Growing Concerns: Russia’s Push for Hypersonic Missiles on Nuclear Submarines Raises Alarms for the Navy
The Russian military is working to equip its new nuclear submarines with hypersonic Zircon missiles.
“Multi-purpose submarines of the Yasen-M project will…be equipped with the Zircon missile system on a regular basis,” Alexei Rakhmanov, the CEO of United Shipbuilding Corporation, told RIA state news agency. “Work in this direction is already underway.”
The Yasen-class submarine
The Yasen class of Russian submarines, also known as Project 885. The Yasen was designed throughout the 1980s and built in the 1990s and 2000s. The first Yasen was commissioned in 2013. The Yasen-M is a slightly modified version with a shorter overall length, that was modeled after the Akula class subs. But whereas the Akula class is built for the hunter-killer role, the Yasen was built as a nuclear guided missile submarine.
In total, the Russians plan to build 11 Yasen class submarines. Today, three are active, while four have been completed, and five more are in the building phase.
The Yasen program seems to have righted itself, but was initially beset with delays and cost overruns. Construction on the Yasen was underway in 1993, but by 1996 construction stopped because of financial difficulties. At the time, the submarine was reported to have only been ten percent completed. The project looked doomed. But by 2004 construction had resumed, and of course the submarine was completed.
Now Russia will be outfitting the Yasen with the Zircon hypersonic anti-ship missile.
The Zircon hypersonic missile
The Zircon missile is a scramjet powered maneuvering anti-ship hypersonic cruise missile that can be fired from frigates or submarines. The Zircon is understood to have been developed from the Hypersonic Experimental Flying Vehicle (HELA) and feature a lift-generating center body; a booster stage with solid-fuel engines; and a scramjet motor with liquid-fuel.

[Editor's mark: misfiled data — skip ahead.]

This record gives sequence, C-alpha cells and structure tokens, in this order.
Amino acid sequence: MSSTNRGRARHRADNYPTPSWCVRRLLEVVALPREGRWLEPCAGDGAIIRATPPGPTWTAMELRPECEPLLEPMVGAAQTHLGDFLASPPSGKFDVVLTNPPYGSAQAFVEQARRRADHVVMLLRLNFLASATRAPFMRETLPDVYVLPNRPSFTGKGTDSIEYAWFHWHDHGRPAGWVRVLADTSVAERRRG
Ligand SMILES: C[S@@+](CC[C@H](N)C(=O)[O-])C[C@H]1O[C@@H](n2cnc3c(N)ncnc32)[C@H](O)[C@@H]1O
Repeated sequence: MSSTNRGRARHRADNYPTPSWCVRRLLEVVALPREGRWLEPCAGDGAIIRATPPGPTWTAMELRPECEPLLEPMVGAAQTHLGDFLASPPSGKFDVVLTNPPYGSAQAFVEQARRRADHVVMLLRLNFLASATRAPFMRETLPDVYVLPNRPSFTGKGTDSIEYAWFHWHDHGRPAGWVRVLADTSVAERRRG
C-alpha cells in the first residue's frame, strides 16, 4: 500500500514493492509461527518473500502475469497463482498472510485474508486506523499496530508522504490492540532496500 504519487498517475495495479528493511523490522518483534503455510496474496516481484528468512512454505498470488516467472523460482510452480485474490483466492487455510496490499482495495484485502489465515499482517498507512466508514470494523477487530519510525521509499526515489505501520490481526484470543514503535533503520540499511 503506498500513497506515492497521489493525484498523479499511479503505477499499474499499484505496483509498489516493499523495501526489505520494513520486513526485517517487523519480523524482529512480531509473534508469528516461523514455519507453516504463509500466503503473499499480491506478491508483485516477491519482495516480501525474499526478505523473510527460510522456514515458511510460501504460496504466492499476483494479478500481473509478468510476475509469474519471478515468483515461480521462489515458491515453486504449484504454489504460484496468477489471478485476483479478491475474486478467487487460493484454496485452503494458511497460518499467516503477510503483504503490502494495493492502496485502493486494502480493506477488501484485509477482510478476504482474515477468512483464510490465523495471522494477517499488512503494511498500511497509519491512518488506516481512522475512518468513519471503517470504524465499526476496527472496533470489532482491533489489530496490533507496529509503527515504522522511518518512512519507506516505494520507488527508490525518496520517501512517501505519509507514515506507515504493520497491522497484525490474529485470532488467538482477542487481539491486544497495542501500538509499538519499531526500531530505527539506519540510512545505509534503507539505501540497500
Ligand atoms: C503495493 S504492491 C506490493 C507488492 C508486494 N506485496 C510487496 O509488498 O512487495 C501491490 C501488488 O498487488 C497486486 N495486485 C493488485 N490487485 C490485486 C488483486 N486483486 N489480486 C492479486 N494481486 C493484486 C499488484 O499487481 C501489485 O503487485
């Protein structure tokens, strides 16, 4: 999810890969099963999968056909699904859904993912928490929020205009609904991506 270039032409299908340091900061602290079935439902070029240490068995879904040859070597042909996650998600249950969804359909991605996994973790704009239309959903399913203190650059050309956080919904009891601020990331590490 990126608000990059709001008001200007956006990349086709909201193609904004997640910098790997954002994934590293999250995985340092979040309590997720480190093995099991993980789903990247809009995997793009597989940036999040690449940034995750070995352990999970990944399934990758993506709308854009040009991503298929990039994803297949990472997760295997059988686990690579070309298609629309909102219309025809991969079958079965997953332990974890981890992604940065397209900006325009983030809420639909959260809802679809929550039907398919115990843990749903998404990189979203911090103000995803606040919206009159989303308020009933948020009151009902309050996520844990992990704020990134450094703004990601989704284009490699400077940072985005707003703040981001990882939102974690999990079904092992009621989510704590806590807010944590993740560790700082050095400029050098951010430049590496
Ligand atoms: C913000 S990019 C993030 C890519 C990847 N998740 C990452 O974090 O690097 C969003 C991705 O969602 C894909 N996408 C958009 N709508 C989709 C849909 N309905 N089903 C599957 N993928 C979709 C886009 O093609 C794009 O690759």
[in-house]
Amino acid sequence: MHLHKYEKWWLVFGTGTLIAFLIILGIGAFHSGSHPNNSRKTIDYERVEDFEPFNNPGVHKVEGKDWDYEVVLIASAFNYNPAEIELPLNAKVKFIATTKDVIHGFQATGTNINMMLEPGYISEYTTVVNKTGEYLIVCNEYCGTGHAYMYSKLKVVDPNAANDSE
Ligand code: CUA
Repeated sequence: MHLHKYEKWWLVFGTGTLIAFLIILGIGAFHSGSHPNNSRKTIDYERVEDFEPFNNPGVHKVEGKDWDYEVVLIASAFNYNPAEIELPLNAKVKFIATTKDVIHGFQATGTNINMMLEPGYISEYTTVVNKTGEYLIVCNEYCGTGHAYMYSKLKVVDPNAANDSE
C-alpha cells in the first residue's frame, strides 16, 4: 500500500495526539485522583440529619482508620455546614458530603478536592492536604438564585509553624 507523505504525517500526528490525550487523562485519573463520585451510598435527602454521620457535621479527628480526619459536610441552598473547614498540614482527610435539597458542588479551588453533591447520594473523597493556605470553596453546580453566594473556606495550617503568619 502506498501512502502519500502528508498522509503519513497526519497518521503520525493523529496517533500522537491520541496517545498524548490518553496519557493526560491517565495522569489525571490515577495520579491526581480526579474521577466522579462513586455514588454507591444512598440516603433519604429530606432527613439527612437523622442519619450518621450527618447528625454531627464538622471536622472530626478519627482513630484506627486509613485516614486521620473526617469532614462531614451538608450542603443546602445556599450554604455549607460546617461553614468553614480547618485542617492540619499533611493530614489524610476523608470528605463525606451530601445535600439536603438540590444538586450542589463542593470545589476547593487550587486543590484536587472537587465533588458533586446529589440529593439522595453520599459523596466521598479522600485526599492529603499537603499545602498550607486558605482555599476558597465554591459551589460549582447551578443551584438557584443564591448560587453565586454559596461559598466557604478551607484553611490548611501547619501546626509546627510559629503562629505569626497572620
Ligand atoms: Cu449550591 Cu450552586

The Zircon is a capable machine, reportedly reaching speeds of Mach 8 (6,100 miles per hour) during a flight test (although Russian President Vladimir Putin has claimed that the Zircon can reach speeds up to Mach 9). The high speed and heavy weight of the Zircon should allow for greater target-penetration than lighter, slower missiles (i.e. the Tomahawk).
The Zircon is also invisible to active radar systems. Why?
Because the Zircon moves so fast that air pressure in front of the missile forms a plasma cloud, which absorbs radio waves, and creates a stealth effect known as plasma stealth.
The Zircon has a range of 135 to 270 nautical miles (at low level) and up to 400 nautical miles (in a semi-ballistic trajectory). Reportedly, the longest possible range of the missile is 540 nautical miles.
The Zircon is being outfitted on Russian naval vessels – and Putin also said that a land-based version of the Zircon is in development.
“President Vladimir Putin said earlier this year that Russia would start mass supplies of Zircon missiles as part of the country’s efforts to boost its nuclear forces,” Reuters reported. “The Russian multi-purposes frigate Admiral Gorshkov, which has tested its strike capabilities in the western Atlantic Ocean earlier this year, has already been equipped with Zircon missiles.”